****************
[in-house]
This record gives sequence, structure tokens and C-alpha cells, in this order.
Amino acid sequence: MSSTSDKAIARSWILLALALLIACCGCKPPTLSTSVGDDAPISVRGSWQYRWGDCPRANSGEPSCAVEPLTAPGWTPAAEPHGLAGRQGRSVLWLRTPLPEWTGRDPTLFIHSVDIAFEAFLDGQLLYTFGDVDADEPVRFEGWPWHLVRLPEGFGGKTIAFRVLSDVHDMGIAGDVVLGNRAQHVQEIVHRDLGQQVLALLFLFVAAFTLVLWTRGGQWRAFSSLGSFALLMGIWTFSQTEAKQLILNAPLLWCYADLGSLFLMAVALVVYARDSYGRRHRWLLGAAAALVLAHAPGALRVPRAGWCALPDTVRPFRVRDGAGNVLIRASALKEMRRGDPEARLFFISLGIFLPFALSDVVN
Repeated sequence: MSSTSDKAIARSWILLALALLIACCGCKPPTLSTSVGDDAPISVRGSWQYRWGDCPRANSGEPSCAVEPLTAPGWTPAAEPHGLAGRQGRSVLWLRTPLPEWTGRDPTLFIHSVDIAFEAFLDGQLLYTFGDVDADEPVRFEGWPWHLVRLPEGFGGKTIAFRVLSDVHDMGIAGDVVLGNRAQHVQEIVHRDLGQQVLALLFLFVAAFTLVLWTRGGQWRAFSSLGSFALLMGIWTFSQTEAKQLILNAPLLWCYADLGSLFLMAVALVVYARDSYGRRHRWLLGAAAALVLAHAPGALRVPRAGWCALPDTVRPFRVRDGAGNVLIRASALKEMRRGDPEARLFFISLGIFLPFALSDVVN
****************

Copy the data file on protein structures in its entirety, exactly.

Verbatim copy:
[in-house]
This record gives sequence, structure tokens and C-alpha cells, in this order.
Amino acid sequence: MSSTSDKAIARSWILLALALLIACCGCKPPTLSTSVGDDAPISVRGSWQYRWGDCPRANSGEPSCAVEPLTAPGWTPAAEPHGLAGRQGRSVLWLRTPLPEWTGRDPTLFIHSVDIAFEAFLDGQLLYTFGDVDADEPVRFEGWPWHLVRLPEGFGGKTIAFRVLSDVHDMGIAGDVVLGNRAQHVQEIVHRDLGQQVLALLFLFVAAFTLVLWTRGGQWRAFSSLGSFALLMGIWTFSQTEAKQLILNAPLLWCYADLGSLFLMAVALVVYARDSYGRRHRWLLGAAAALVLAHAPGALRVPRAGWCALPDTVRPFRVRDGAGNVLIRASALKEMRRGDPEARLFFISLGIFLPFALSDVVN
Repeated sequence: MSSTSDKAIARSWILLALALLIACCGCKPPTLSTSVGDDAPISVRGSWQYRWGDCPRANSGEPSCAVEPLTAPGWTPAAEPHGLAGRQGRSVLWLRTPLPEWTGRDPTLFIHSVDIAFEAFLDGQLLYTFGDVDADEPVRFEGWPWHLVRLPEGFGGKTIAFRVLSDVHDMGIAGDVVLGNRAQHVQEIVHRDLGQQVLALLFLFVAAFTLVLWTRGGQWRAFSSLGSFALLMGIWTFSQTEAKQLILNAPLLWCYADLGSLFLMAVALVVYARDSYGRRHRWLLGAAAALVLAHAPGALRVPRAGWCALPDTVRPFRVRDGAGNVLIRASALKEMRRGDPEARLFFISLGIFLPFALSDVVN